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imclearborder

Suppress light structures connected to image border

Syntax

IM2 = imclearborder(IM)
IM2 = imclearborder(IM,conn)

Description

IM2 = imclearborder(IM) suppresses structures that are lighter than their surroundings and that are connected to the image border. (In other words, use this function to clear the image border.) IM can be a grayscale or binary image. The output image, IM2, is grayscale or binary, respectively. The default connectivity is 8 for two dimensions, 26 for three dimensions, and conndef(ndims(BW),'maximal') for higher dimensions.

    Note   For grayscale images, imclearborder tends to reduce the overall intensity level in addition to suppressing border structures.

IM2 = imclearborder(IM,conn) specifies the desired connectivity. conn can have any of the following scalar values.

Value

Meaning

Two-dimensional connectivities

4

4-connected neighborhood

8

8-connected neighborhood

Three-dimensional connectivities

6

6-connected neighborhood

18

18-connected neighborhood

26

26-connected neighborhood

Connectivity can also be defined in a more general way for any dimension by using for conn a 3-by-3-by- ... -by-3 matrix of 0's and 1's. The 1-valued elements define neighborhood locations relative to the center element of conn. Note that conn must be symmetric about its center element.

    Note   A pixel on the edge of the input image might not be considered to be a border pixel if a nondefault connectivity is specified. For example, if conn = [0 0 0; 1 1 1; 0 0 0], elements on the first and last row are not considered to be border pixels because, according to that connectivity definition, they are not connected to the region outside the image.

Class Support

IM can be a numeric or logical array of any dimension, and it must be nonsparse and real. IM2 has the same class as IM.

Examples

The following examples use this simple binary image to illustrate the effect of imclearborder when you specify different connectivities.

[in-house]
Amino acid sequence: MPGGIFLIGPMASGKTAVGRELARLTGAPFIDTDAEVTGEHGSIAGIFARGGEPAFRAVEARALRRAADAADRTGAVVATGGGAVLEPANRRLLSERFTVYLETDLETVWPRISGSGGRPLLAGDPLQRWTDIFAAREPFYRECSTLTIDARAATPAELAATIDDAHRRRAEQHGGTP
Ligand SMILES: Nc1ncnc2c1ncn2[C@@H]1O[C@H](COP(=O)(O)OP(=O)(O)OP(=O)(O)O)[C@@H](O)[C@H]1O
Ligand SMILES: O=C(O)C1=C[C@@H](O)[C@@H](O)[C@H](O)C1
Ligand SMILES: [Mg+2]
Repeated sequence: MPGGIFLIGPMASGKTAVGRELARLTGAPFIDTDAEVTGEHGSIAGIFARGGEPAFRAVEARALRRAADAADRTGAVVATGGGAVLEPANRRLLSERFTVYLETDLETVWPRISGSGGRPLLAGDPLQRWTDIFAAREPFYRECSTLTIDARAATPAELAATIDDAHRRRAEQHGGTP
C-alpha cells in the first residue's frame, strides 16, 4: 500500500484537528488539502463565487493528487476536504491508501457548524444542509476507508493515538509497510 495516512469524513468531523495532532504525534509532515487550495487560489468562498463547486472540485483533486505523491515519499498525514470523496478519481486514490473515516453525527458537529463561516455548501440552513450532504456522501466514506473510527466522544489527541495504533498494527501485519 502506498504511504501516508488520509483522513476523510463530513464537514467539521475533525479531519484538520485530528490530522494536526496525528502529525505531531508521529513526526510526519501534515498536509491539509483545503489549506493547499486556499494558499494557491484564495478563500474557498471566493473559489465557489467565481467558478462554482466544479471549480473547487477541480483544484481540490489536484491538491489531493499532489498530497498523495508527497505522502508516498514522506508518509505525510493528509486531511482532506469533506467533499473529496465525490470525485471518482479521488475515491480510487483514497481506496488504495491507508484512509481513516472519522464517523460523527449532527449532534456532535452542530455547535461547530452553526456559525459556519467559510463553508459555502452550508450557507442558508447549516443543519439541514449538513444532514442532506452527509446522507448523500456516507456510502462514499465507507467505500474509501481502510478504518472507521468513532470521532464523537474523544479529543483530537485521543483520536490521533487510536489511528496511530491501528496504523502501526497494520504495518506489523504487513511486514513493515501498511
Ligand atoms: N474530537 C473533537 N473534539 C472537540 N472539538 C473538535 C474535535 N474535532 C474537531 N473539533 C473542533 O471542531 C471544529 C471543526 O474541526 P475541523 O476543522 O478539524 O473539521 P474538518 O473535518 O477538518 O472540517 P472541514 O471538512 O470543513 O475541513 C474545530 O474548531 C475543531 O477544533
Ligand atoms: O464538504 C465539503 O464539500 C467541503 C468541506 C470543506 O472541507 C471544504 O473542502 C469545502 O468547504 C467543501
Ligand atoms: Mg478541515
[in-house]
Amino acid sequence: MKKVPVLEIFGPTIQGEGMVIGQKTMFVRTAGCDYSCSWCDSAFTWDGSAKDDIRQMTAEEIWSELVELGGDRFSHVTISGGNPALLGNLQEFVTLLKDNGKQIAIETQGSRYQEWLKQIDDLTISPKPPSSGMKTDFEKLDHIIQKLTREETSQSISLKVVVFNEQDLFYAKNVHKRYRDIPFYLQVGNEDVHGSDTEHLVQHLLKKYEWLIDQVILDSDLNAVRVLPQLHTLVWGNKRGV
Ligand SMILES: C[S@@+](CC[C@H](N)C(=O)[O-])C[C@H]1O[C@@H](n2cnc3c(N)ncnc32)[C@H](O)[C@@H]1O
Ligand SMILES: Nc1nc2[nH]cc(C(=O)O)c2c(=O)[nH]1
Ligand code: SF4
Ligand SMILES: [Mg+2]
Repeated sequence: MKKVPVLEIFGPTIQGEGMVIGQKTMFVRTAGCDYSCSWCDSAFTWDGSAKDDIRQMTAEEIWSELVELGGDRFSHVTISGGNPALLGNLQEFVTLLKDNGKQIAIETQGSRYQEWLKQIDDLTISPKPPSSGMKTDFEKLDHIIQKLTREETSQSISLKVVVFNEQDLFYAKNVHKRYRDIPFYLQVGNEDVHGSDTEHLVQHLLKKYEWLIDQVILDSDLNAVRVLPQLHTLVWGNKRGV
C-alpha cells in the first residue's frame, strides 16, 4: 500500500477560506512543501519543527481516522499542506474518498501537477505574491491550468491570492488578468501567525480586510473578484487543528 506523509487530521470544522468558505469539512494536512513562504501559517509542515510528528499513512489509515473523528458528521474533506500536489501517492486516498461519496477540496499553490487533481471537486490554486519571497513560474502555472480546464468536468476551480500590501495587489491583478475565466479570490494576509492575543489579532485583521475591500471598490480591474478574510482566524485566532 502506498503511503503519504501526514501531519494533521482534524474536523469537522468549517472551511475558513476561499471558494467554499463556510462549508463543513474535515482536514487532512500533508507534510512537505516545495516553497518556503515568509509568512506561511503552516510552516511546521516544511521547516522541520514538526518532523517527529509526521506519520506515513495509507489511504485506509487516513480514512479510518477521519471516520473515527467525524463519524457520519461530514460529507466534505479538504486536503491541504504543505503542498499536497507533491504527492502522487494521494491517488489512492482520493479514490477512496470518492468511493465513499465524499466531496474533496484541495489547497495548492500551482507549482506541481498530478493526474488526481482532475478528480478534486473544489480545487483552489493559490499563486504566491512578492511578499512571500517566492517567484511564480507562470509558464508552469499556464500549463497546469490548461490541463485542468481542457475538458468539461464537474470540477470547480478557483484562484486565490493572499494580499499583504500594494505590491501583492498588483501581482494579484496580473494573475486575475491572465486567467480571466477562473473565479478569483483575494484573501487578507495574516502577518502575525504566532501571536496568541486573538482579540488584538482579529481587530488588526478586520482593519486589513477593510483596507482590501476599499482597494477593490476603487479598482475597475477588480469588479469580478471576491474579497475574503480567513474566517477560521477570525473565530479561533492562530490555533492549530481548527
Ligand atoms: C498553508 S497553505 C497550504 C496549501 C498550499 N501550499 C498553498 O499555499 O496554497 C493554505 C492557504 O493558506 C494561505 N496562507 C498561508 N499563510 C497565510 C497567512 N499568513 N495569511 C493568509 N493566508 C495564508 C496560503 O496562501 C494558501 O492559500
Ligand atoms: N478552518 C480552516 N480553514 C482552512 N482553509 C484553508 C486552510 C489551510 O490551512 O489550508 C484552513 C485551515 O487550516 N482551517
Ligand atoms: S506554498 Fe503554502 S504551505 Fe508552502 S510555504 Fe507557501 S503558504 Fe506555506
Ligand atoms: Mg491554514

BW =
     0     0     0     0     0     0     0     0     0
     0     0     0     0     0     0     0     0     0
     0     0     0     0     0     0     0     0     0
     1     0     0     1     1     1     0     0     0
     0     1     0     1     1     1     0     0     0
     0     0     0     1     1     1     0     0     0
     0     0     0     0     0     0     0     0     0
     0     0     0     0     0     0     0     0     0
     0     0     0     0     0     0     0     0     0

Using a 4-connected neighborhood, the pixel at (5,2) is not considered connected to the border pixel (4,1), so it is not cleared.

BWc1 = imclearborder(BW,4)
BWc1 =
     0     0     0     0     0     0     0     0     0
     0     0     0     0     0     0     0     0     0
     0     0     0     0     0     0     0     0     0
     0     0     0     1     1     1     0     0     0
     0     1     0     1     1     1     0     0     0
     0     0     0     1     1     1     0     0     0
     0     0     0     0     0     0     0     0     0
     0     0     0     0     0     0     0     0     0
     0     0     0     0     0     0     0     0     0

Using an 8-connected neighborhood, pixel (5,2) is considered connected to pixel (4,1) so both are cleared.

BWc2 = imclearborder(BW,8)

BWc2 =

     0     0     0     0     0     0     0     0     0
     0     0     0     0     0     0     0     0     0
     0     0     0     0     0     0     0     0     0
     0     0     0     1     1     1     0     0     0
     0     0     0     1     1     1     0     0     0
     0     0     0     1     1     1     0     0     0
     0     0     0     0     0     0     0     0     0
     0     0     0     0     0     0     0     0     0
     0     0     0     0     0     0     0     0     0

More About

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Algorithms

imclearborder uses morphological reconstruction where

  • Mask image is the input image.

  • Marker image is zero everywhere except along the border, where it equals the mask image.

References

[1] Soille, P., Morphological Image Analysis: Principles and Applications, Springer, 1999, pp. 164-165.

See Also

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